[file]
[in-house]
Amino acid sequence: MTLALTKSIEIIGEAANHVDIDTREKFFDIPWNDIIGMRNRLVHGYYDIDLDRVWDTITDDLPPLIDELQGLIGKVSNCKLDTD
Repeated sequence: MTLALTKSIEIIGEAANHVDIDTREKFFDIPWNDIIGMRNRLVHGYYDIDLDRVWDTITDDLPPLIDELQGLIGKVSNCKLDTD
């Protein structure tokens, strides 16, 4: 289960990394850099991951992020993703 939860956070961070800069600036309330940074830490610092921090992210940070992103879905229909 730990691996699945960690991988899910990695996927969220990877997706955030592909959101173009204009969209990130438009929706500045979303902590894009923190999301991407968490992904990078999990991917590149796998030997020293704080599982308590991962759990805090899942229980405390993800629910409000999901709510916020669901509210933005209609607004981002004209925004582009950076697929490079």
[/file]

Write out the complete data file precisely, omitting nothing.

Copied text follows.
[in-house]
Amino acid sequence: MTLALTKSIEIIGEAANHVDIDTREKFFDIPWNDIIGMRNRLVHGYYDIDLDRVWDTITDDLPPLIDELQGLIGKVSNCKLDTD
Repeated sequence: MTLALTKSIEIIGEAANHVDIDTREKFFDIPWNDIIGMRNRLVHGYYDIDLDRVWDTITDDLPPLIDELQGLIGKVSNCKLDTD
């Protein structure tokens, strides 16, 4: 289960990394850099991951992020993703 939860956070961070800069600036309330940074830490610092921090992210940070992103879905229909 730990691996699945960690991988899910990695996927969220990877997706955030592909959101173009204009969209990130438009929706500045979303902590894009923190999301991407968490992904990078999990991917590149796998030997020293704080599982308590991962759990805090899942229980405390993800629910409000999901709510916020669901509210933005209609607004981002004209925004582009950076697929490079």